SLR presented expertise to the European Commission
Posted: October 10, 2016 /
SLR was invited to present at the recent "EU Research and Innovation in Support
to the Earth observation Market" workshop, organised by the
Directorate Climate Action and Resource Efficiency of European Commission's DG
Research and Innovation (DG RTD) in Brussels. Peter Kinghan, Principal, SLR Consulting
Ireland, presented examples of SLR’s work using remote sensing (related to O&G,
mining and waste projects) along with
ideas on how to bridge the gap between research / innovation and viable
commercial end uses.
delivered by Peter was well received and the EC officials were particularly
interested in the type of work SLR does, how SLR uses other data
sources (e.g. drones) and the global potential of the projects the company
is involved in. The team will be looking to build on the progress already
made in this area and to developing their client base in new markets. The
European Space Agency (ESA) is promoting
earth observation (EO) as best practice source of Environmental Impact
Assessment, Monitoring and Evaluation methodologies, which aligns with areas in which SLR has extensive
experience and expertise.
The European Commission has recognised that this is an
immature market and is keen to invest in companies
like SLR gain a competitive edge in the EO global market. To harness the
potential of the industry the EU are actively developing a model of
collaboration between the EC, researchers and the commercial sector to give EU
companies a competitive edge when competing in the global market.
The overall objective for the workshop was to explore
Research and Innovation actions needed for the development of a dynamic EO market in Europe in relation to the Copernicus and
GEO (Group on Earth Observations) initiatives.
The three main themes of the workshop were:
characterise the current EO market in Europe and globally and its future
identify Research and Innovation actions in support to the delivery of new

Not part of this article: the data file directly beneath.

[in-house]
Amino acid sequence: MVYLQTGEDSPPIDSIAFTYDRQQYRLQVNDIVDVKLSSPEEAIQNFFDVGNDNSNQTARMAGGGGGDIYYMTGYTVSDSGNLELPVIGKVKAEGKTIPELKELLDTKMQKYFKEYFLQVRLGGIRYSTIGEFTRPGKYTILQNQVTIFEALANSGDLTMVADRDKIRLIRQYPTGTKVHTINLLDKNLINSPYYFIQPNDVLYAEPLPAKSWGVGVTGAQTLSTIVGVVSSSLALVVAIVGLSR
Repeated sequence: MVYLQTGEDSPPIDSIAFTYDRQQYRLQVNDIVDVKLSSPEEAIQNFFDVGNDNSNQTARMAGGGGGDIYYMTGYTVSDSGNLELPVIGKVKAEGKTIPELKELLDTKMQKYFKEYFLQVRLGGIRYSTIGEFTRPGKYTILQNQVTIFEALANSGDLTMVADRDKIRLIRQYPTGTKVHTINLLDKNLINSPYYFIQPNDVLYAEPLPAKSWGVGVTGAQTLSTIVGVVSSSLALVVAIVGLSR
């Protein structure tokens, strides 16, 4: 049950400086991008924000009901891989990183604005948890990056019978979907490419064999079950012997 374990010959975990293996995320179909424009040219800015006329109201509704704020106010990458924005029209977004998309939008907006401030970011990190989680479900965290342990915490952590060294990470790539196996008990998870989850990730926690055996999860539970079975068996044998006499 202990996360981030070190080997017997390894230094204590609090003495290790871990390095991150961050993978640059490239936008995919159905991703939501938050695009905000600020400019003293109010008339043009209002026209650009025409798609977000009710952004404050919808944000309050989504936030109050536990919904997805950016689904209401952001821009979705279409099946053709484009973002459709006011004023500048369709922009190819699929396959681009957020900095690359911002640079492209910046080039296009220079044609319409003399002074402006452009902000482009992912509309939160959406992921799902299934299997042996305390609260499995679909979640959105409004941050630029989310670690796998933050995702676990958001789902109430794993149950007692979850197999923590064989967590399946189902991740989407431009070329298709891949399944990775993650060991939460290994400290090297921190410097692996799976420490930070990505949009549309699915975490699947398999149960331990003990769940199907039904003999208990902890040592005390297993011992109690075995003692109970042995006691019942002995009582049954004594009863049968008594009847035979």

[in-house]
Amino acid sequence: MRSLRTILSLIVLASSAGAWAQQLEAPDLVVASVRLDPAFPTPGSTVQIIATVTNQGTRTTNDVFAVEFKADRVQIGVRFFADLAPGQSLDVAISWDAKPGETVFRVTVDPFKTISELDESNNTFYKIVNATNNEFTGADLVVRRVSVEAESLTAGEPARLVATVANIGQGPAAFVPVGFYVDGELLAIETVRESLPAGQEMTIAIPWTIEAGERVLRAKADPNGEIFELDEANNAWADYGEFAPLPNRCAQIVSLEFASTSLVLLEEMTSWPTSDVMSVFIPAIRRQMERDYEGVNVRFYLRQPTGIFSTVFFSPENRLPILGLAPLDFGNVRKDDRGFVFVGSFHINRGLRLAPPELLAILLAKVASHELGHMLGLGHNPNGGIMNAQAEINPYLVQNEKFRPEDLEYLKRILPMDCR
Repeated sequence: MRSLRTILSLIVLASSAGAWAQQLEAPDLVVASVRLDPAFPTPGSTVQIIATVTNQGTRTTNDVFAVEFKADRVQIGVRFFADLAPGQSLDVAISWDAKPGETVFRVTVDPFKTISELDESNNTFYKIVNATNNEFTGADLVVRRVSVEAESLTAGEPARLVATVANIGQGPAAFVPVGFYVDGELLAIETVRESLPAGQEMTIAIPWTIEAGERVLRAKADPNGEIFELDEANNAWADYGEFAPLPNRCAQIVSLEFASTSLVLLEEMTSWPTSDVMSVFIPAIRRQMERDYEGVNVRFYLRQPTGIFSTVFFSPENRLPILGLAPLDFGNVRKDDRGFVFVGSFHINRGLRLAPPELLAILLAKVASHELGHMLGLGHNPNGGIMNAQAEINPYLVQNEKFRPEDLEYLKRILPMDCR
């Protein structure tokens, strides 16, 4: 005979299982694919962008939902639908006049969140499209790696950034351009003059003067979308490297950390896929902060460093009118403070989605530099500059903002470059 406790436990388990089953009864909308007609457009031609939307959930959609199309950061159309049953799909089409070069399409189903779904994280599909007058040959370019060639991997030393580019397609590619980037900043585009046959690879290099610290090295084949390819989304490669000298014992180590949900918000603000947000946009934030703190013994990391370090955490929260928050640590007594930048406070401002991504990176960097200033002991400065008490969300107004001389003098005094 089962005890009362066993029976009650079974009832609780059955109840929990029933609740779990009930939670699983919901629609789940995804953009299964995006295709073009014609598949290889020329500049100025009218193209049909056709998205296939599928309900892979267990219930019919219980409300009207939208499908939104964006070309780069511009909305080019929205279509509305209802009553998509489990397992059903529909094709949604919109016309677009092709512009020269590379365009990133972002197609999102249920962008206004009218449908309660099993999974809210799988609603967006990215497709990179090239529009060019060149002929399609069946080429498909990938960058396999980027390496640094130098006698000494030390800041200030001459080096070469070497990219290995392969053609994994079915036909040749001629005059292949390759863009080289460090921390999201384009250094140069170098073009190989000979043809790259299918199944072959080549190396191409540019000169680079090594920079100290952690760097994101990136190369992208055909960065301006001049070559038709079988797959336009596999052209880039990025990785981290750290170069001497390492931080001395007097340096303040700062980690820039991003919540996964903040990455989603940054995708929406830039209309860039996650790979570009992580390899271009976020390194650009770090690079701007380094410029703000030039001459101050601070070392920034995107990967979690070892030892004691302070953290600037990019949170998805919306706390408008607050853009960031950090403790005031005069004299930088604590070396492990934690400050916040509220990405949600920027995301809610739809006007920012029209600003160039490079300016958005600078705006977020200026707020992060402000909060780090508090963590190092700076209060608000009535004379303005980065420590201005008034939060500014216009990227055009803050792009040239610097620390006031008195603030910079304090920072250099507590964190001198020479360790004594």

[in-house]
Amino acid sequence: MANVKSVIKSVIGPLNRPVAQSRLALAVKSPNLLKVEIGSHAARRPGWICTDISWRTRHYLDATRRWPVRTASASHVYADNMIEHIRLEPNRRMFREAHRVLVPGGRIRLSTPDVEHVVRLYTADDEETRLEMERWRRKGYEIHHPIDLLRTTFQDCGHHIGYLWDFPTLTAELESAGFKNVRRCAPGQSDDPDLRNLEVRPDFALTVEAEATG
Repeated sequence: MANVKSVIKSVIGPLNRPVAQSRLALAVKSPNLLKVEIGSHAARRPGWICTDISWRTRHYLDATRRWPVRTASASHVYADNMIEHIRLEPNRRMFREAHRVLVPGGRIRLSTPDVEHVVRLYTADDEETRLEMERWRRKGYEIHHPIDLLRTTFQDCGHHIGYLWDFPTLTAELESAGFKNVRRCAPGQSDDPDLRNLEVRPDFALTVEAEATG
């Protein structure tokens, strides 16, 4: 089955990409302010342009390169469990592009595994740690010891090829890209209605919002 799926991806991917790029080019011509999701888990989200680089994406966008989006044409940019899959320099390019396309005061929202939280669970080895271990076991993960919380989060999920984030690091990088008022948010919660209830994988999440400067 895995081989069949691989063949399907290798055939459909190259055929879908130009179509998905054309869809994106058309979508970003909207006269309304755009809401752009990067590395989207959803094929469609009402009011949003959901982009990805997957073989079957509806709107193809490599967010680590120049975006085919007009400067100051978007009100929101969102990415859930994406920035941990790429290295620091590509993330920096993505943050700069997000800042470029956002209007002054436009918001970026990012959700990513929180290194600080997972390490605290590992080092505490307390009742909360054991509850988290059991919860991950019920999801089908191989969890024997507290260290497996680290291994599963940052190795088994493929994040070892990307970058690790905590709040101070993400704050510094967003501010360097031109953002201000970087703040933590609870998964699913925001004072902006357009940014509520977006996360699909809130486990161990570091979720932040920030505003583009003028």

EO services and products and define the appropriate measures to accelerate
their uptake by industry;
elaborate a mechanism for consulting/involving the European commercial sector
towards GEO and Copernicus taking into account the dialogue already initiated
between the two programmes.
is a European system for monitoring the Earth. Copernicus consists of a complex
set of systems which collect data from multiple sources: earth observation
satellites and in situ sensors such as ground stations, airborne and
sea-borne sensors. It processes these data and provides users with reliable and
up-to-date information through a set of services related to environmental and
security issues. The first satellite was launched in 2014 and the data
produced is free.
An area of growth for SLR
There is a ‘geospatial revolution’ unfolding as the
Geographic Information Systems (GIS) and Earth Observation (EO) industries
merge to form the Geospatial Industry. The current market size is €3.5 billion for
EO services, with a projected growth of 8.5% per year. Of this market 21% is
linked to Environmental Monitoring, 33% Infrastructure, 13% Natural Resources
and 9% Energy – all these sectors are relevant to SLR. Both consolidation and
new entrants into the industry are driven by a ‘sensor revolution’.
In addition, there will be 2,130 satellites launched over the next 10
years, in what is the advent of small satellites constellations. Watch this